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Promise Heights lifts a back-to-school burden for West Baltimore parents

Patricia Fanning | 9/18/2015, 11:30 a.m.
For the second year in a row, the Promise Heights initiative led by the University of Maryland School of Social ...
Booker T. Washington seventh-grader Keyon Williams appears relieved after being vaccinated by medical assistant Jonte Fisher(left), and Dr. Yvette Rooks both of University Family Medicine. Keyon and fifteen other middle school students were immunized at the Promise Heights Initiative vaccination clinic on Monday, September 14, 2015. (Photo: University of Maryland, Baltimore)

For the second year in a row, the Promise Heights initiative led by the University of Maryland School of Social Work (SSW) helped families cope with one of the challenges of getting their children back to school— immunizations.

To meet state vaccination requirements for the 2015-16 academic year, some seventh-grade students lacked not just one but two shots to protect their health, as well as the health of classmates. Certain shots are also needed at other grade levels, and if parents don’t take steps to comply, the students will not be permitted to attend school.

To help students get their shots up to date and to avoid the risk of missing classes, Promise Heights held a free immunization clinic in the West Baltimore neighborhood of Upton/Druid Heights on Monday, September 14, 2015 in the library of Booker T. Washington Middle School for the Arts. Sixteen middle school students were immunized.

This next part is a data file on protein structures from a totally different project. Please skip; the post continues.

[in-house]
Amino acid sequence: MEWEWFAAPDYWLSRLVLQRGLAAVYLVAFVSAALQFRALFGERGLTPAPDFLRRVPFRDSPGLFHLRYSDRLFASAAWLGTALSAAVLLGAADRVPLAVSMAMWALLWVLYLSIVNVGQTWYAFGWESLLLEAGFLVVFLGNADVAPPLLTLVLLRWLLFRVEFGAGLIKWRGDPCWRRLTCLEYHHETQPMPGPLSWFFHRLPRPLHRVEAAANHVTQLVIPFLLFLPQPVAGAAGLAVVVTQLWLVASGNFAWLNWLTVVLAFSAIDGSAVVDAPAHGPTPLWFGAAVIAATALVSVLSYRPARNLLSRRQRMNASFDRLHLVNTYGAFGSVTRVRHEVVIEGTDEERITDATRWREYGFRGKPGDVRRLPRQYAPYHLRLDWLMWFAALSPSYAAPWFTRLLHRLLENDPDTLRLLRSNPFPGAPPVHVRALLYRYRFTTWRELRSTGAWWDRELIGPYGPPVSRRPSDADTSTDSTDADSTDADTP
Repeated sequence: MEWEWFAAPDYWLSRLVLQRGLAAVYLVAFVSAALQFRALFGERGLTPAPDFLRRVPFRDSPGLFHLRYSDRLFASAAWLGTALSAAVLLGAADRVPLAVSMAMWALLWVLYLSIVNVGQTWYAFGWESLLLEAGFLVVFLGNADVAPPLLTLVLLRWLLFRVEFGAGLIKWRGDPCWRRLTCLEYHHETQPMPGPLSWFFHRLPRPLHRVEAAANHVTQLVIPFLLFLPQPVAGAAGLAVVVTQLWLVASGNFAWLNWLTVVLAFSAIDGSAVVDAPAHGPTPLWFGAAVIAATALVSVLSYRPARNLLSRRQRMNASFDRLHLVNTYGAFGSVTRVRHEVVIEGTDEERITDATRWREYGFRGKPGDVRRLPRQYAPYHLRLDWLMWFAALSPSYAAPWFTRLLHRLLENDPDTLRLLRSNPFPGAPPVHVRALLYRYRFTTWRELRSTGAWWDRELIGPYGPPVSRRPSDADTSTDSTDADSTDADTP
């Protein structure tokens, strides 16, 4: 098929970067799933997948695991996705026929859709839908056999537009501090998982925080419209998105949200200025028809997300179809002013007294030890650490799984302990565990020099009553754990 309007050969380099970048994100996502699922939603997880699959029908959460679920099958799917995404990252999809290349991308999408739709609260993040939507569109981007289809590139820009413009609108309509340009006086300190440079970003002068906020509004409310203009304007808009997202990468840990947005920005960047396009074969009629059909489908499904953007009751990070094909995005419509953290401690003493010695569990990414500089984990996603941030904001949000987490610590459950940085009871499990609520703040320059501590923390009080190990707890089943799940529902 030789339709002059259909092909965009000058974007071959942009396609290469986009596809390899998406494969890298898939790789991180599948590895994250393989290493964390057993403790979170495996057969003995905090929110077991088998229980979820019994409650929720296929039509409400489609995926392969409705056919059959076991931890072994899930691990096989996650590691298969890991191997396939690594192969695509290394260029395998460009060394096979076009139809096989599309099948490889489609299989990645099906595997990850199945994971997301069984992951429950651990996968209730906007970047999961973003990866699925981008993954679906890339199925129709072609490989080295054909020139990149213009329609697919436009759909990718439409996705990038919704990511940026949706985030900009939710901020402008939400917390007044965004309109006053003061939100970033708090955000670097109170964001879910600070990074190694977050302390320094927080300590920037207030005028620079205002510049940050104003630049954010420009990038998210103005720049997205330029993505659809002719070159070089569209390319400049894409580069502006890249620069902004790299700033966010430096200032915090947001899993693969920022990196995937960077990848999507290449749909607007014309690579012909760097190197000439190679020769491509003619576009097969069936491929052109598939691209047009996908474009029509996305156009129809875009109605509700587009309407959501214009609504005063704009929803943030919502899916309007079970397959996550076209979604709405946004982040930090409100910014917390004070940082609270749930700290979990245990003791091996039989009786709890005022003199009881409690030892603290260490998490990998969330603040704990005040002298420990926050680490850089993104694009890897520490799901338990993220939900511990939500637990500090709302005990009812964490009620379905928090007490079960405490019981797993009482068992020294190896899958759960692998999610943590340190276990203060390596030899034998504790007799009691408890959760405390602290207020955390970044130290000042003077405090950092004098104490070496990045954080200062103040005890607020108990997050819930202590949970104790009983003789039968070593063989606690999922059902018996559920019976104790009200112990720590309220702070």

Dr. Yvette L. Rooks of University Family Medicine conducted the clinic with medical assistant, Jonte Fisher. Both health professionals are from the University of Maryland School of Medicine, where Dr. Rooks is an assistant professor.

The Promise Heights initiative, which works to improve the lives of youngsters from cradle to college or career is supported by partners at the University of Maryland, Baltimore and beyond. Booker T. Washington is one of the initiative’s Community Schools, which receive multiple wraparound services to help students succeed.

Bronwyn Mayden, executive director of Promise Heights and an SSW assistant dean and Rachel Donegan, Promise Heights program director, organized the clinic.

The vaccines were supplied by the Baltimore City Health Department, which was represented by Tiffany Washington-Goyal. The clinic was held in collaboration with the Baltimore City Public Schools and supported by Principal Jessica Blackmon-Stewart.

Many of the seventh-graders were accompanied by their parents, who provided moral support and encouragement for some reluctant youngsters.

Students entering seventh grade require a dose of Tdap vaccine and a dose of Meningococcal vaccine. The Maryland Department of Health and Mental Hygiene’s immunization requirements for public schools can be found at: http://phpa.dhmh.maryland.gov/OIDEOR/IMMUN/SitePages/immunization-Information.aspx.